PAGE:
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#StaffChat: Accessibility in Theatre

Staff chat posts feature articles and news that the C1 team discusses as part of our weekly all-staff meeting. We’d love to hear your thoughts too — hit us up on Facebook or Twitter!


Believe it or not, the C1 team is already gearing up for our upcoming summer show, COLOSSAL by Andrew Hinderaker! To prep for our early conversations about the play, we’ve been looking for resources about accessibility. It’s important for all of us to feel comfortable with the language we’re using as we head into the audition, workshop, and production process for the play. This week, the staff is looking at a few articles and tips for interacting with people with physical disabilities:

One thing that’s key is making sure you’re using person-first language — language that puts the focus on the individual, rather than on a disability. Here’s a helpful chart!


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As Zachary Fenell, the author of this article from Huffington Post writes:

No matter the word you use, aim to showcase the person. Ideally a person’s name will always come before his or her condition. So I’m Zachary Fenell, an author with cerebral palsy. Not, an author with cerebral palsy, Zachary Fenell. Introducing name first, condition second will maintain a person-first narrative.


Margaret Keller (l), executive director of Community Access to the Arts, applauds along with teachers and students after a poetry reading in Pittsfield, Mass. last July. CATA provides access to visual and performance arts to people with disabilities

In the Christian Science Monitor, Lee Lawrence writes about attitudinal barriers that prevent people with disabilities from participating in the arts:

Many assume, for example, that the visual arts are only of interest to people with sight, deaf people have no way to appreciate music, or an older person with Alzheimer’s can derive no benefit from a museum experience or an arts workshop. Yet the popularity of specialized tours and descriptive audio guides in museums or the use of performance interpreters to render in sign language the complexities of music show that it is not the disability that keeps people from participating. It is because nobody had thought they wanted or deserved access.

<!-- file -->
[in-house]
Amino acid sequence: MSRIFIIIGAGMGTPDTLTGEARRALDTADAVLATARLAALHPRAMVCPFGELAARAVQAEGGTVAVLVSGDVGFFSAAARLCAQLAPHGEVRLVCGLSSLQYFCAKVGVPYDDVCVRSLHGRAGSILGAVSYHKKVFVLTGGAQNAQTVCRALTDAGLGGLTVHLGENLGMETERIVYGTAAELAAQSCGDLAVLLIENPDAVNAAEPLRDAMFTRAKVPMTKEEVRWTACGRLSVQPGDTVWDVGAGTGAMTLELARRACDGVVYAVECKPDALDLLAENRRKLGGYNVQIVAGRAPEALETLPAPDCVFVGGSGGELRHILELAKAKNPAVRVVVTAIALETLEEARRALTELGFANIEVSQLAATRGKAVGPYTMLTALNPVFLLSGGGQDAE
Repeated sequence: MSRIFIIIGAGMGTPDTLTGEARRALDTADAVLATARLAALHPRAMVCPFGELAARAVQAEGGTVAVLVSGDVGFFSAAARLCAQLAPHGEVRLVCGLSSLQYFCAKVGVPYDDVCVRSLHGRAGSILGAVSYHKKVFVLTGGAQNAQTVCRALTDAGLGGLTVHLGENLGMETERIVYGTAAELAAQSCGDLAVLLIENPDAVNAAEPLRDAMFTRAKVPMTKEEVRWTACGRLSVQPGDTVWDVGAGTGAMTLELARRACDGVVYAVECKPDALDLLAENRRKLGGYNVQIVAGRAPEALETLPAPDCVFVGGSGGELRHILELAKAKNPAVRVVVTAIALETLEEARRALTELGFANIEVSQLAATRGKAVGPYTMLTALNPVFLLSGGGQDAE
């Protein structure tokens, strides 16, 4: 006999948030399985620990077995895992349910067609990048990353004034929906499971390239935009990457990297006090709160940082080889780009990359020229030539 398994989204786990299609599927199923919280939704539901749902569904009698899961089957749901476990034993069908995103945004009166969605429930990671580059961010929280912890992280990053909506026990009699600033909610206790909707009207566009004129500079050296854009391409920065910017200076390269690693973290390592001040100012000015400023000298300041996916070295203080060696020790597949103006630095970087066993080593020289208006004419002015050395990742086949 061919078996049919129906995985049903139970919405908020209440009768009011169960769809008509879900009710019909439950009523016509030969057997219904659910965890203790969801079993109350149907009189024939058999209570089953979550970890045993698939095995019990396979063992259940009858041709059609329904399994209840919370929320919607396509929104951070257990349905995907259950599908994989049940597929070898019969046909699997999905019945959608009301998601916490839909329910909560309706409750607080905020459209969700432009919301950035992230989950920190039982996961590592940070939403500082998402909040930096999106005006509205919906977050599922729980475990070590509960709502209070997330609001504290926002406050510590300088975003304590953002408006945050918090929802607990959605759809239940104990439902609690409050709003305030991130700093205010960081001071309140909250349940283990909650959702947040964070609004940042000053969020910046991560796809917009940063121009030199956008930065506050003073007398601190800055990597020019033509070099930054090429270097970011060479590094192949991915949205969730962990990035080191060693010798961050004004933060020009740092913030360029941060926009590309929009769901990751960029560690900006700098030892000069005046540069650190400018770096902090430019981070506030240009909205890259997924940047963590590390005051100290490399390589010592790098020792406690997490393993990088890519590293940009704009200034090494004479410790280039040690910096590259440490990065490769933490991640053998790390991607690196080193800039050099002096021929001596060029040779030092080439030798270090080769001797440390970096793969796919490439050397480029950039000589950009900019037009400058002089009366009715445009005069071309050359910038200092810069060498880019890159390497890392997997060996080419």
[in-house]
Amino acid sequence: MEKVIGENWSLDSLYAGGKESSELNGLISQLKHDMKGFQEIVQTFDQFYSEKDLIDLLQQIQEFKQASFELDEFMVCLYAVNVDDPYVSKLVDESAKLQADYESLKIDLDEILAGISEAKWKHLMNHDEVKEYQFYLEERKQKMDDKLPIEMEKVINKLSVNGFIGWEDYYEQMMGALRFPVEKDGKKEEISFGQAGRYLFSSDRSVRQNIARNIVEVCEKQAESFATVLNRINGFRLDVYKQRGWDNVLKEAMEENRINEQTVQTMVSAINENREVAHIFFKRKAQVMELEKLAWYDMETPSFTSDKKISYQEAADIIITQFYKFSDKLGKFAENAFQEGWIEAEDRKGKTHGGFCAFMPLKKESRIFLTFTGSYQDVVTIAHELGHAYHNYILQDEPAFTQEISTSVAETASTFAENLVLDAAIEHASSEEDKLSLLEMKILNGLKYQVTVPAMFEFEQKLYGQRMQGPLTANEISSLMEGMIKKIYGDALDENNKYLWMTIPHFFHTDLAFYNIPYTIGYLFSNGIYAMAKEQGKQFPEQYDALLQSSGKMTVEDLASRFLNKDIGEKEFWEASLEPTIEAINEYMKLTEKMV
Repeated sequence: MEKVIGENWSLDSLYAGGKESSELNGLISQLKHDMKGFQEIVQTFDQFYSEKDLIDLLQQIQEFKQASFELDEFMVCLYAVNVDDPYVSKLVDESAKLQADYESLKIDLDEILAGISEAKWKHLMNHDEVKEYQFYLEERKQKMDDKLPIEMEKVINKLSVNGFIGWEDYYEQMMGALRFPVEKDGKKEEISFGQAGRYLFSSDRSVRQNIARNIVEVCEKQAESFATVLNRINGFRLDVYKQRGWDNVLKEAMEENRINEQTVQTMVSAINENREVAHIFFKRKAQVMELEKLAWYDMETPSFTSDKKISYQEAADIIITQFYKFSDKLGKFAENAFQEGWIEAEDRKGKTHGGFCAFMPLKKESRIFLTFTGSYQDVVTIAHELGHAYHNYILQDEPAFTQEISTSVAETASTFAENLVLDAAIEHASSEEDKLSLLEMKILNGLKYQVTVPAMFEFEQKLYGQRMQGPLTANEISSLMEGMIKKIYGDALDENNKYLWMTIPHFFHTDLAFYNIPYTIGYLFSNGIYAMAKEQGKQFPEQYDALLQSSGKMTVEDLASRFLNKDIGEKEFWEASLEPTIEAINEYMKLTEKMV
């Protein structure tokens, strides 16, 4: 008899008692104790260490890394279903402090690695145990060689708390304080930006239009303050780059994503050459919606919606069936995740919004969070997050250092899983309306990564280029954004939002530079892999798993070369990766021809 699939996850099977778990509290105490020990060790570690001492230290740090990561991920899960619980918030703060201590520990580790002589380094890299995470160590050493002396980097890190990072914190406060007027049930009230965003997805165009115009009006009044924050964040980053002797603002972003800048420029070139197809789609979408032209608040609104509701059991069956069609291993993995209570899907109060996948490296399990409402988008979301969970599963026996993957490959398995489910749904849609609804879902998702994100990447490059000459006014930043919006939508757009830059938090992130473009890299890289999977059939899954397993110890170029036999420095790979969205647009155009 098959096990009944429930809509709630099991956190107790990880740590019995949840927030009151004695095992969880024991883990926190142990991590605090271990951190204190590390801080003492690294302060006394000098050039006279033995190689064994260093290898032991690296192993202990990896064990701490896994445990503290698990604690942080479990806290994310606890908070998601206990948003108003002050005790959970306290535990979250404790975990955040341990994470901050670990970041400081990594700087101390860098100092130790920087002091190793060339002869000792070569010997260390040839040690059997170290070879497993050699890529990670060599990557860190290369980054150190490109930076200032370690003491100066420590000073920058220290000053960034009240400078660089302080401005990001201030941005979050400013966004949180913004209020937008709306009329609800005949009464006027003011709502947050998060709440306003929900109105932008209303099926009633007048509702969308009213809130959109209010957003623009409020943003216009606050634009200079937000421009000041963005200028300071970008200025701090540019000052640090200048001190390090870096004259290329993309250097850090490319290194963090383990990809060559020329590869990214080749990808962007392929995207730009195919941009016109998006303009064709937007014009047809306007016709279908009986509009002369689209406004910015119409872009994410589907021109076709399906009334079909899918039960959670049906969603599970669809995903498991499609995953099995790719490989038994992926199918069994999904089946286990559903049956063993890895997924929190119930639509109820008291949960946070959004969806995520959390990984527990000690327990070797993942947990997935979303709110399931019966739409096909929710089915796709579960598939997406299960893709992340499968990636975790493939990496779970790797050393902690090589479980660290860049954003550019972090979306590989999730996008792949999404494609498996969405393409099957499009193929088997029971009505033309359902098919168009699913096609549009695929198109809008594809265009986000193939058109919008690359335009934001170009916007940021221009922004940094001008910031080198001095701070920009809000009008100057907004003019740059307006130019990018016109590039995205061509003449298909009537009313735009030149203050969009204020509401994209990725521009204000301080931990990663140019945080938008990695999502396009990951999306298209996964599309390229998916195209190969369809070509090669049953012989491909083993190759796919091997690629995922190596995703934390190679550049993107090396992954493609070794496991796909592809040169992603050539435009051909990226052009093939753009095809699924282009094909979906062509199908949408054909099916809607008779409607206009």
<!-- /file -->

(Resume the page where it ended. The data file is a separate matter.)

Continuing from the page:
Finally, we have a fascinating interview with Mat Fraser from American Horror Story: Freak Show. Many of the “freaks” on the show are played by actors with disabilities, or “radically outsider bodies,” which has raised some questions and representation and exploitation. Mat’s feeling, though, is that “We’re not used to people with ‘radically outsider’ bodies like myself, so visibility is the number one thing.” He speaks strongly about his distaste for people trying to use him and his life as “inspiration porn”:

What I don’t dig is people telling me, just because I’m disabled and think I have a right to equality, that should make me inspiring…If people feel inspired by me, then go for it, guys. I’m happy to help, but I’m not inspiring just because I’m disabled and want equality. I should be called “normal” for that—and you guys should want the same thing, too.

Here are a few of the questions we’ll be discussing at the next staff meeting:

  • — What are we doing to overcome physical or attitudinal barriers that prevent people from experiencing our work?
  • — What can we do to encourage our production teams, audiences, and press to use person-first language?
  • — Do you think COLOSSAL could be considered “inspiration porn”? Why or why not?
  • — Mat talks about how, in film and TV, characters with disabilities are often played by actors without those disabilities. Is a problem in theatre as well? Do different artistic mediums present different challenges when trying to cast people with disabilities?
  • — How can we infuse these concepts into the company in a long-term way?